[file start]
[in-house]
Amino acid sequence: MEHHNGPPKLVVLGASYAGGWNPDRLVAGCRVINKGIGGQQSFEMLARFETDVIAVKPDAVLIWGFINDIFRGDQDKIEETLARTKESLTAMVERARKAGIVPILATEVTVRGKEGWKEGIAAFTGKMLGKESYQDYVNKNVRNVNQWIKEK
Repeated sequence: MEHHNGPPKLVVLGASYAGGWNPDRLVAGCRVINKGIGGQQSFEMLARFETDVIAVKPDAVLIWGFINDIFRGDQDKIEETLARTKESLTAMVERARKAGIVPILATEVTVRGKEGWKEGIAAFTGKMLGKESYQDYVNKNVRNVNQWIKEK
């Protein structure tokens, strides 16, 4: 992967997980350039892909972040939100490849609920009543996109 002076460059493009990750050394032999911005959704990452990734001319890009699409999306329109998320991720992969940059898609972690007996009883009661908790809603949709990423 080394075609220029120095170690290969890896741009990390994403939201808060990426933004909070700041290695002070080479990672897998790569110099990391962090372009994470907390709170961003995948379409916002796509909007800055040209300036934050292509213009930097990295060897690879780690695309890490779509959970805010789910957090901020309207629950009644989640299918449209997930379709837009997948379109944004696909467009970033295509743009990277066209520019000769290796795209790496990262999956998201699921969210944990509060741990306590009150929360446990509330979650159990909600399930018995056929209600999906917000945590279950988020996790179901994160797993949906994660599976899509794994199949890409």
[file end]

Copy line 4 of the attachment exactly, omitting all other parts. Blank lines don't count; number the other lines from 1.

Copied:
């Protein structure tokens, strides 16, 4: 992967997980350039892909972040939100490849609920009543996109 002076460059493009990750050394032999911005959704990452990734001319890009699409999306329109998320991720992969940059898609972690007996009883009661908790809603949709990423 080394075609220029120095170690290969890896741009990390994403939201808060990426933004909070700041290695002070080479990672897998790569110099990391962090372009994470907390709170961003995948379409916002796509909007800055040209300036934050292509213009930097990295060897690879780690695309890490779509959970805010789910957090901020309207629950009644989640299918449209997930379709837009997948379109944004696909467009970033295509743009990277066209520019000769290796795209790496990262999956998201699921969210944990509060741990306590009150929360446990509330979650159990909600399930018995056929209600999906917000945590279950988020996790179901994160797993949906994660599976899509794994199949890409």